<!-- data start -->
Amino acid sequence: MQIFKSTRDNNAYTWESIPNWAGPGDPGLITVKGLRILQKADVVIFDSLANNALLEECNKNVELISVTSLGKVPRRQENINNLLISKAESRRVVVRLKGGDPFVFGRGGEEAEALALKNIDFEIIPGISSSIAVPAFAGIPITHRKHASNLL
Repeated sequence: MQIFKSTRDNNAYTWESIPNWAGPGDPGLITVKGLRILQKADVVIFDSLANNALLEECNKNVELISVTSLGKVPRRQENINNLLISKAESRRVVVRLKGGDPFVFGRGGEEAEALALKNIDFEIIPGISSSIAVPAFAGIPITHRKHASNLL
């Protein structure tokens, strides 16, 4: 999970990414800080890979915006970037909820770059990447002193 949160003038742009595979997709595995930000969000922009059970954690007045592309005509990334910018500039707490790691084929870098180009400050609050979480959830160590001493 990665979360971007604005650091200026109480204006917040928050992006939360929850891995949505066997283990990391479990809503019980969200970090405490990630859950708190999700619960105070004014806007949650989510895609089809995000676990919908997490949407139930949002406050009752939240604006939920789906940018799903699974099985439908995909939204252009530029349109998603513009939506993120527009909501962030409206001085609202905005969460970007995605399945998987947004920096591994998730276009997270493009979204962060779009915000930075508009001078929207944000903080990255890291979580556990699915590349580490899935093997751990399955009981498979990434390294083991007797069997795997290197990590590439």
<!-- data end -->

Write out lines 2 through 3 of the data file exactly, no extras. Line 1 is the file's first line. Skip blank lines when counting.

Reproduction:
Repeated sequence: MQIFKSTRDNNAYTWESIPNWAGPGDPGLITVKGLRILQKADVVIFDSLANNALLEECNKNVELISVTSLGKVPRRQENINNLLISKAESRRVVVRLKGGDPFVFGRGGEEAEALALKNIDFEIIPGISSSIAVPAFAGIPITHRKHASNLL
């Protein structure tokens, strides 16, 4: 999970990414800080890979915006970037909820770059990447002193 949160003038742009595979997709595995930000969000922009059970954690007045592309005509990334910018500039707490790691084929870098180009400050609050979480959830160590001493 990665979360971007604005650091200026109480204006917040928050992006939360929850891995949505066997283990990391479990809503019980969200970090405490990630859950708190999700619960105070004014806007949650989510895609089809995000676990919908997490949407139930949002406050009752939240604006939920789906940018799903699974099985439908995909939204252009530029349109998603513009939506993120527009909501962030409206001085609202905005969460970007995605399945998987947004920096591994998730276009997270493009979204962060779009915000930075508009001078929207944000903080990255890291979580556990699915590349580490899935093997751990399955009981498979990434390294083991007797069997795997290197990590590439």